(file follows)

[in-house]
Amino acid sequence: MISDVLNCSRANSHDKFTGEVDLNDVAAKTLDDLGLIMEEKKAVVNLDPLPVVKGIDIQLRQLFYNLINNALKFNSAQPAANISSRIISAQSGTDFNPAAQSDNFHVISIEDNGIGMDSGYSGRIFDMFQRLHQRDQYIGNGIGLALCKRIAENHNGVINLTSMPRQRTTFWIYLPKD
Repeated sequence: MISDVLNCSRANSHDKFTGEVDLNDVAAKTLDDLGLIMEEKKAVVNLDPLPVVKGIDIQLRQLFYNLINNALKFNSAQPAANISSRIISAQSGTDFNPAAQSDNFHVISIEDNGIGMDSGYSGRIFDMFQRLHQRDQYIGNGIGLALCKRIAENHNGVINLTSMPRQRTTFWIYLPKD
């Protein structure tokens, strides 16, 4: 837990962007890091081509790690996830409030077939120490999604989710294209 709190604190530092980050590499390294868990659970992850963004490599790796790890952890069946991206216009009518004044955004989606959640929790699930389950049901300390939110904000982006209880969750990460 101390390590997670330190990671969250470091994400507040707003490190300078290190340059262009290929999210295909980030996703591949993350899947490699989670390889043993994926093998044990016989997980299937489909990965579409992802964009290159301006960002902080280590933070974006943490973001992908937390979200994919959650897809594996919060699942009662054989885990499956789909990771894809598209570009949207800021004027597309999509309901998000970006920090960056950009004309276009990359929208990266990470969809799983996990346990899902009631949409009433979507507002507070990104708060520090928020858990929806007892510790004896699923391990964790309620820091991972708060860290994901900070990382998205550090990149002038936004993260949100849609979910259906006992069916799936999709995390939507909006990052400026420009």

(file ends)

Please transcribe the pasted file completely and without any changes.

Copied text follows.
[in-house]
Amino acid sequence: MISDVLNCSRANSHDKFTGEVDLNDVAAKTLDDLGLIMEEKKAVVNLDPLPVVKGIDIQLRQLFYNLINNALKFNSAQPAANISSRIISAQSGTDFNPAAQSDNFHVISIEDNGIGMDSGYSGRIFDMFQRLHQRDQYIGNGIGLALCKRIAENHNGVINLTSMPRQRTTFWIYLPKD
Repeated sequence: MISDVLNCSRANSHDKFTGEVDLNDVAAKTLDDLGLIMEEKKAVVNLDPLPVVKGIDIQLRQLFYNLINNALKFNSAQPAANISSRIISAQSGTDFNPAAQSDNFHVISIEDNGIGMDSGYSGRIFDMFQRLHQRDQYIGNGIGLALCKRIAENHNGVINLTSMPRQRTTFWIYLPKD
């Protein structure tokens, strides 16, 4: 837990962007890091081509790690996830409030077939120490999604989710294209 709190604190530092980050590499390294868990659970992850963004490599790796790890952890069946991206216009009518004044955004989606959640929790699930389950049901300390939110904000982006209880969750990460 101390390590997670330190990671969250470091994400507040707003490190300078290190340059262009290929999210295909980030996703591949993350899947490699989670390889043993994926093998044990016989997980299937489909990965579409992802964009290159301006960002902080280590933070974006943490973001992908937390979200994919959650897809594996919060699942009662054989885990499956789909990771894809598209570009949207800021004027597309999509309901998000970006920090960056950009004309276009990359929208990266990470969809799983996990346990899902009631949409009433979507507002507070990104708060520090928020858990929806007892510790004896699923391990964790309620820091991972708060860290994901900070990382998205550090990149002038936004993260949100849609979910259906006992069916799936999709995390939507909006990052400026420009």